2.8 Western Blot Analysis

Western blot analysis was performed as previously described [28]. Briefly, total proteins were extracted from the cells using radioimmunoprecipitation assay buffer (Biosesang, Seongnam, Korea) containing Protease Inhibitor Cocktail (Sigma-Aldrich, St Louis, MO, USA) and Phosphatase Inhibitor Cocktail I and II (Sigma-Aldrich). The protein samples were separated using sodium dodecyl sulfate-polyacrylamide gel electrophoresis and then transferred to polyvinylidene fluoride membranes (Millipore, Burlington, MA, USA). The membranes were incubated with primary antibodies at 4 C overnight. The antibodies used were anti-p16INK4a (MA5-1742) from Invitrogen (Carlsbad, CA, USA); anti-p21 (sc-397) and anti-β-actin (sc-47778) from Santa Cruz Biotechnology (Delaware, CA, USA); and anti-p38 (#8690), anti-phospho-p38 MAPK (Thr180/Tyr182) (#9211), anti-p44/42 MAPK (Erk1/2), (#9102), anti-phospho-p44/42 (Erk1/2) (Thr202/Tyr204) (D13.14.4E) XP Rabbit mAb (#4370), anti-SAPK/JNK (#9252), and anti-phospho-SAPK/JNK (Thr183/Tyr185) (#9251) from Cell Signaling Technology (Danvers, MA, USA). The following day, the membranes were washed three times and incubated with peroxidase-conjugated anti-mouse or anti-rabbit secondary antibodies (Cell Signaling Technology) at RT for 1 h. Protein expression was visualized using an enhanced chemiluminescence solution (DoGen) and analyzed using Image J software (V 1.8.0) (National Institutes of Health, Bethesda, MD, USA).

2.9 Measurement of Mitochondria Membrane Potential (MMP) and Reactive Oxygen Species (ROS)

We used tetramethylrhodamine (TMRM) (I34361; Invitrogen) to analyze MMP and dihydroethidium (DHE) (D23107; Molecular Probes, Eugene, OR, USA) to quantify the levels of cellular ROS. Briefly, S-HDFs were treated with piperine (70 μM) or 5 mM NA (positive control) three times at 2-day intervals. After the piperine treatment, the cells were stained with TMRM (100 nM) or DHE (5 μM) at 37 C in the dark for 30 min. Subsequently, the cells were harvested, washed with 1 × PBS, and analyzed for TMRM or DHE fluorescence by flow cytometry using a FACS Calibur flow cytometer (BD Biosciences, San Diego, CA, USA). We counted 10,000 events for each sample, and the results were presented as mean fluorescence intensity using a bar graph.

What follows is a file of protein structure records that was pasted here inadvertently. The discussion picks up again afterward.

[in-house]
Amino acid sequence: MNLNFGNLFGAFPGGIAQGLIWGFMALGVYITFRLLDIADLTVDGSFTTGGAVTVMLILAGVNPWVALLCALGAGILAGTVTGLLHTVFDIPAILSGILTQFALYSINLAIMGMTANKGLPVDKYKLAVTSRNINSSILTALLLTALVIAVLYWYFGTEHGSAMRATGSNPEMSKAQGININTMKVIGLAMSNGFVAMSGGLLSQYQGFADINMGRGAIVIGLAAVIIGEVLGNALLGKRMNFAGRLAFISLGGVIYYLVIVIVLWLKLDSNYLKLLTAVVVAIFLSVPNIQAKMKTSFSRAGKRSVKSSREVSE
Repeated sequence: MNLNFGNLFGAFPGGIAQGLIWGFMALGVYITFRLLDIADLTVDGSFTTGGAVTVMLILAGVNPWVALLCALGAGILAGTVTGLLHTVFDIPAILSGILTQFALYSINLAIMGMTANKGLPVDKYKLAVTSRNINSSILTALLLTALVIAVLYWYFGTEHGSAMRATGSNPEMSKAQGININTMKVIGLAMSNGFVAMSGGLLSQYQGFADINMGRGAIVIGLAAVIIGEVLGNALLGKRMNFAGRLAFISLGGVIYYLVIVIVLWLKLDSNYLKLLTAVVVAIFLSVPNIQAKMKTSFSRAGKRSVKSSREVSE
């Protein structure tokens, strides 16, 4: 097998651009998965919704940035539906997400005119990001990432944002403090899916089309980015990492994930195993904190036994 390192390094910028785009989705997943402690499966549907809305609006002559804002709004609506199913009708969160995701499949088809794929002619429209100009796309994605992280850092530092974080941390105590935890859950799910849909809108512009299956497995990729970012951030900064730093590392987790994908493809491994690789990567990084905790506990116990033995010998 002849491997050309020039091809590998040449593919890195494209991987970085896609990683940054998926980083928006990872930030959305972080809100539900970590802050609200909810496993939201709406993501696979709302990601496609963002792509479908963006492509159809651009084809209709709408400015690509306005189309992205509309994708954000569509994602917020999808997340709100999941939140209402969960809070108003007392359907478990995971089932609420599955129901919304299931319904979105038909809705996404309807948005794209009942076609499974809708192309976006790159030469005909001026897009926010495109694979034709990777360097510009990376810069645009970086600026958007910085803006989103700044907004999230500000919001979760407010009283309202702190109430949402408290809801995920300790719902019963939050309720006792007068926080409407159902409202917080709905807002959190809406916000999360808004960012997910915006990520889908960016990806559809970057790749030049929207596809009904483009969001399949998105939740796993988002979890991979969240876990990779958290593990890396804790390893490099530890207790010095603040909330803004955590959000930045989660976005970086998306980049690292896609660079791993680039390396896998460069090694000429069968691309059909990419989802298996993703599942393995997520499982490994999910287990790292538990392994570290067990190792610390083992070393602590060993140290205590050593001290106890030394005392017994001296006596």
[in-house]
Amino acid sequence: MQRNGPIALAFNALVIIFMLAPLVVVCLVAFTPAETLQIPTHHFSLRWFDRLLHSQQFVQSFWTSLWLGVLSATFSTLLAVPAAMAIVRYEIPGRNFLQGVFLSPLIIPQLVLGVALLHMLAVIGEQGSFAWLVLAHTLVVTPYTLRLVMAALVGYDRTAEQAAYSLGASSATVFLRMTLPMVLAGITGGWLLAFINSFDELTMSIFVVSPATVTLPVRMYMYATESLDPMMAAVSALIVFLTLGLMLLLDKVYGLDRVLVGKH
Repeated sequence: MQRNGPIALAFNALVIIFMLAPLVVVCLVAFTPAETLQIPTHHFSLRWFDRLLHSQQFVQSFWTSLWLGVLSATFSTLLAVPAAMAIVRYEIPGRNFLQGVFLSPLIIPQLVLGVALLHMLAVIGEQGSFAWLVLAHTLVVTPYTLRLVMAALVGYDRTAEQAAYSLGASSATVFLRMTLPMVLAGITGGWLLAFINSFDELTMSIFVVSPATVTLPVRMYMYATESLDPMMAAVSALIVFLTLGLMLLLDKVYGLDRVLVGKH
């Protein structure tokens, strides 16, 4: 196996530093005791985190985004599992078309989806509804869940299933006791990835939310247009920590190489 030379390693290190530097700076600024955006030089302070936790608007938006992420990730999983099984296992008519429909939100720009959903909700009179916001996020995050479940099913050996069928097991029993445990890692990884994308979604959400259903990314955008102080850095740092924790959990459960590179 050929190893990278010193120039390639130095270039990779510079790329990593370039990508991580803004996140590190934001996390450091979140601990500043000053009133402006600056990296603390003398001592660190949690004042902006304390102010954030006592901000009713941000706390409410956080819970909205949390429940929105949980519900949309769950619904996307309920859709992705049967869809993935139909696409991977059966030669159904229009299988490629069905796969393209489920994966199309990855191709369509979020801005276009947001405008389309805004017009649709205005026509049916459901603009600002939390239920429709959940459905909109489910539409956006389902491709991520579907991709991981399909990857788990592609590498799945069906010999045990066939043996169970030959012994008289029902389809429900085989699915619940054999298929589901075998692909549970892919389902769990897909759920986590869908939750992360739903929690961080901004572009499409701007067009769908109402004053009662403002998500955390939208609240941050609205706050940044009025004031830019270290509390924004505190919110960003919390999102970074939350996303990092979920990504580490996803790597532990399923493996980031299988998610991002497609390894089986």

2.10 Analysis of SASP Production

S-HDFs were treated three times with piperine (70 μM) at 2-day intervals. Following treatment, the culture supernatants were collected and placed in triplicates of 96-well plates. Then, the levels of the SASP secretion, including interleukin (IL)-6, IL-8, and tumor growth factor (TGF)-β1, in the culture medium were measured by enzyme-linked immunosorbent assay (ELISA) according to the manufacturer’s protocols. The absorbance was read at 450 nm using a microplate reader.

2.11 Statistical Analysis

Statistical analysis was performed using GraphPad Prism software (V 8.0) (GraphPad Software, San Diego, CA, USA). Data were presented as the mean ± standard error of the mean of at least three independent experiments. The differences between the experimental groups were analyzed for statistical significance using the nonparametric Mann–Whitney U test. p values < 0.05 were considered significant.

3. Results
3.1 Piperine Selectively Inhibits the Proliferation of Cancer Cells and Induces Senescent Cell Growth

To confirm the effect of piperine on cancer cells, we treated various cancer cell lines with piperine (70 μM) and analyzed cellular proliferation and cytotoxicity. The cancer cells showed cytotoxicity and their growth was significantly inhibited by the piperine treatment (Fig. 1A and Supplementary Fig. 1). Next, we compared the effect of piperine on HeLa cells, cervical cancer cells, NS-HDFs, and S-HDFs by treating each cell type twice with piperine (70 μM) at 2-day intervals. Piperine selectively induced cytotoxicity in HeLa cells but not in NS-HDFs and S-HDFs (Fig. 1B,C and Supplementary Fig. 2). Interestingly, continuous treatment of S-HDFs with piperine induced cell growth (Fig. 1D). These results indicate that piperine affected cancer cells differently than S-HDFs, suggesting the application of piperidine as both a cancer cell-specific therapeutic agent and a senomorphic agent to improve senescent cell function.